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edmund j. kowalski | profile | all galleries >> Galleries >> Purma Plus and Sandy Creek Bridge tree view | thumbnails | slideshow

Purma Plus and Sandy Creek Bridge

This camera was sent to me by my good friend who lives in the Greater Liverpool area (England).
The Purma Plus is totally English made, circa 1951. It was considered an improvement over the Purma Special (prewar).
Lens is fixed focus / fixed aperture coated f:6.3 / 55mm.
Shutter is metal, focal plane... three speeds, they are largely controlled by Earth's gravity, the speed selected by the orientation in which the camera body is held.
The camera uses 127 size film, in a square format, known as "half frame 127," advancing each number first to the lefthand red window, then to the righthand window, to yield 16 frames per roll.

The engraving on the leather case indicates that, presumably, this camera spent some time on board the HMS Belfast. That ship, a Heavy Cruiser in the British Navy, was built during WW II, saw action in several conflicts over a long career, and was finally decommissioned in the mid 1960s.

I film tested the camera at Sandy Creek, Jefferson County, Missouri, at the site of one of the last remaining covered bridges in the State of Missouri. The weather was generally overcast.
One frame near the end is from the Pevely Flea Market.
The roll was finished off here in my studio, closeups at approximately 24 inches, with the aid of an auxiliary +2 diopter filter.

This film was rerolled from larger stock into 127 backing paper by a party on the East Coast, sent to me by mail. Apparently, the film was damaged by either heat, age, chemistry, or x-ray, (before or after it was in the camera), in some mysterious way....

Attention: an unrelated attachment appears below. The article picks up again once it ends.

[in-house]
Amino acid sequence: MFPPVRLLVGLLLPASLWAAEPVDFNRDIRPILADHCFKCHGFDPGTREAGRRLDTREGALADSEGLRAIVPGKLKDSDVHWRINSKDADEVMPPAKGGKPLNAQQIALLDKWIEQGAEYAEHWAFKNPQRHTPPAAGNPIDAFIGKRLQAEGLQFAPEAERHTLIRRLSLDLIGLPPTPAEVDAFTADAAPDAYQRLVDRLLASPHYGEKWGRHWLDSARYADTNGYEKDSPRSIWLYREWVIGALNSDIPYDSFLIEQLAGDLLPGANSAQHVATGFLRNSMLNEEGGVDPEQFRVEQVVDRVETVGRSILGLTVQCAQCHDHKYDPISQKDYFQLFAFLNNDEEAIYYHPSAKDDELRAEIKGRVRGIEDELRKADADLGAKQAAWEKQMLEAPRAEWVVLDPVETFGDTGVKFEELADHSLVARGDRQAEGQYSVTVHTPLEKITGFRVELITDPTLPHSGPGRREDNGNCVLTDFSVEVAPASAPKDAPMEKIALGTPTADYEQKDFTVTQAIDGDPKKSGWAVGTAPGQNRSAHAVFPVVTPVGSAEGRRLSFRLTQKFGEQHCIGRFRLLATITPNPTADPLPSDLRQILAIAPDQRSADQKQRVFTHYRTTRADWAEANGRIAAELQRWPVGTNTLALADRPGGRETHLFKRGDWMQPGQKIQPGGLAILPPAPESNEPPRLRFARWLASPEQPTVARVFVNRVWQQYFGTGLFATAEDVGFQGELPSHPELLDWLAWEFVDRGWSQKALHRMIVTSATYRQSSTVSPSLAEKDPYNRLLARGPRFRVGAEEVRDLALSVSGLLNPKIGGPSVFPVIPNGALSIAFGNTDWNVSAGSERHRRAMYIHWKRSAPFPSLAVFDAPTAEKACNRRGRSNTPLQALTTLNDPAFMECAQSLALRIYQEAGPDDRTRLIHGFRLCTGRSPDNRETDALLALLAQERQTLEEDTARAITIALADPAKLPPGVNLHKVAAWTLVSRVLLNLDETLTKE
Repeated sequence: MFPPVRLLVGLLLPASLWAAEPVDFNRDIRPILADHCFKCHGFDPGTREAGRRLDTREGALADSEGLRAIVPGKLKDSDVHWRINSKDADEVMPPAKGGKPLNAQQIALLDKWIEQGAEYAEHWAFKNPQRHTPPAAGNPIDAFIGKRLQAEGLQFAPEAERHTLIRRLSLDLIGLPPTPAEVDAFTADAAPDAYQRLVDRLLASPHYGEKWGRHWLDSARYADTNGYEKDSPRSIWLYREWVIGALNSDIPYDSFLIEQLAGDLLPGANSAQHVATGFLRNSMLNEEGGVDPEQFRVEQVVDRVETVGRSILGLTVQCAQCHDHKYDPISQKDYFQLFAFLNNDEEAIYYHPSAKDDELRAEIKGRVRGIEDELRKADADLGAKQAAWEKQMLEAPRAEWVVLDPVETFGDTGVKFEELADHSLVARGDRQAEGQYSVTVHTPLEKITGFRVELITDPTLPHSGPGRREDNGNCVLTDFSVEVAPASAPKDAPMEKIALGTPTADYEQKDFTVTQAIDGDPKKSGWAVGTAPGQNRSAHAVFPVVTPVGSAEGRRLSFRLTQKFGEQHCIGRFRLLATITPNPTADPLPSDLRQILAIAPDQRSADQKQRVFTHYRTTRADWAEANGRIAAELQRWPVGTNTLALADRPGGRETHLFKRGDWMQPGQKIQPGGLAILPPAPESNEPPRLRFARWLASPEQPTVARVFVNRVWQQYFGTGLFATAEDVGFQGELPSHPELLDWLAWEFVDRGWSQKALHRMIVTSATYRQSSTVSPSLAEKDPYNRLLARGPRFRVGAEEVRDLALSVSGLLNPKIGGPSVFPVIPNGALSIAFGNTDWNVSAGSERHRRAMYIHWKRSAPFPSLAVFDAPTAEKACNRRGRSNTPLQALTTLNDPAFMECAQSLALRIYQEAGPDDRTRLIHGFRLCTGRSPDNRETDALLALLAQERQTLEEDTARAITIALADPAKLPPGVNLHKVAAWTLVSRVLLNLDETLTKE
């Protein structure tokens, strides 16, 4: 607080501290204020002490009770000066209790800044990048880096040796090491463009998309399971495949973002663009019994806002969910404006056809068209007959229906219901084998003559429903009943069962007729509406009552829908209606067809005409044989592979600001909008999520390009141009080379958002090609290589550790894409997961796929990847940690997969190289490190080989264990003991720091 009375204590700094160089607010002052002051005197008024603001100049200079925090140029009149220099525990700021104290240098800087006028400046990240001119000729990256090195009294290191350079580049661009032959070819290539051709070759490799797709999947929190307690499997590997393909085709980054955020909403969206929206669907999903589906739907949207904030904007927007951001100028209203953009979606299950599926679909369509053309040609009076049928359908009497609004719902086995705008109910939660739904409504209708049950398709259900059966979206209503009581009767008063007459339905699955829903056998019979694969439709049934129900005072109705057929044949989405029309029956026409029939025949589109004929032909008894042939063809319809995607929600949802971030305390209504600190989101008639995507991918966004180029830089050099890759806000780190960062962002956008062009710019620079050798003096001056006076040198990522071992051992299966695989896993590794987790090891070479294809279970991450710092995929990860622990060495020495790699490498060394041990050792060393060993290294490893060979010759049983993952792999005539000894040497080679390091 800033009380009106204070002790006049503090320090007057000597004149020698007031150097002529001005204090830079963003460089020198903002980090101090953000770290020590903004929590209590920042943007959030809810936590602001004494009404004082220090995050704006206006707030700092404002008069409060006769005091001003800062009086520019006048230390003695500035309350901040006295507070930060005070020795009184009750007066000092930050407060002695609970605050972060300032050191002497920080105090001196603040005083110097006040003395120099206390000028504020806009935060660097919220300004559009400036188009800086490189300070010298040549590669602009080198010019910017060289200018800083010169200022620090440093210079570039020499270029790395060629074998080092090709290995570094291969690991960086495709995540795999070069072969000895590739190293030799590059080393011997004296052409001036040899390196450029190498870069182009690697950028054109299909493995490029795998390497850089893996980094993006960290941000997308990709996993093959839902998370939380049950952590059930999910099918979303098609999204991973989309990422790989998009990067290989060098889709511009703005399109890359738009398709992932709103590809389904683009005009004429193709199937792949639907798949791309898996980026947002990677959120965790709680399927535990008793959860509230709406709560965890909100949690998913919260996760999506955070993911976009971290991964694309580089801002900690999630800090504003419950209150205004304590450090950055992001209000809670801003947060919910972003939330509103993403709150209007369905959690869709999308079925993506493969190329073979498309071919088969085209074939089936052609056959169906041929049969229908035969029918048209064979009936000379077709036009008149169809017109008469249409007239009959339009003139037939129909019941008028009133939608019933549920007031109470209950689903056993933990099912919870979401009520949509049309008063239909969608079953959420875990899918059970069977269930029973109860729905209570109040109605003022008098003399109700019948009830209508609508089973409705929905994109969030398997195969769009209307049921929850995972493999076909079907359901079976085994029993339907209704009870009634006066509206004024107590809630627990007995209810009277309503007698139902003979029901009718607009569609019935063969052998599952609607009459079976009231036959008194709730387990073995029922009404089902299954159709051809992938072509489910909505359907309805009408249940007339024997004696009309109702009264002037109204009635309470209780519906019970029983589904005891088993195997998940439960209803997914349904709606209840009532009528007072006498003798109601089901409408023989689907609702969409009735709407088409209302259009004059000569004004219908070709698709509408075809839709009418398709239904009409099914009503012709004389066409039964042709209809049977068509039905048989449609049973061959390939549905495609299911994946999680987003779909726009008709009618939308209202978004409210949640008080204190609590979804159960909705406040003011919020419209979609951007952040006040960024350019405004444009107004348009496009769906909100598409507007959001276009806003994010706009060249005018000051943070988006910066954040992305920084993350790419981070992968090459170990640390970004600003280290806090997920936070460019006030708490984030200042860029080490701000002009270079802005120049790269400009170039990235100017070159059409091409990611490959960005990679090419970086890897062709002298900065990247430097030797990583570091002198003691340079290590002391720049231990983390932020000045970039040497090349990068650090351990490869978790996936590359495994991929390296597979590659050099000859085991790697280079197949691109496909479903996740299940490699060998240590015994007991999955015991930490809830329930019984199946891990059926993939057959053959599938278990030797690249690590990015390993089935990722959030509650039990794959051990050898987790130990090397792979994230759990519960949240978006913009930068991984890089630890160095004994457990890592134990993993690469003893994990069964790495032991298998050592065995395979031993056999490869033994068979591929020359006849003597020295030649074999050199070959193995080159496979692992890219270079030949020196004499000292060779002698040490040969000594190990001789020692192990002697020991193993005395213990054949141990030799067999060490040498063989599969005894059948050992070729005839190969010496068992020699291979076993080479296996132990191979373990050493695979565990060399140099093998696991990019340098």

the developed filmstrip is gradated in tint, through the entire color spectrum, beginning with a red/amber tint, going through yellow and green, and ending up with a deep blue tint at end of roll.
One of the last remaining major labs in this region was able to develop the film to negative, but could not scan or print it for a reasonable price, due to size format.
I paid for the chemical developing, then did the scanning myself with my Epson transparency scanner. It was difficult to a degree. The scanner's automation would not recognize the size format, and I had to use several tricks to get what I did.
I then tweaked the images in ACDSee.

Remember, click on thumbnails to see enlarged.
All images are 2008 E.J.Kowalski.

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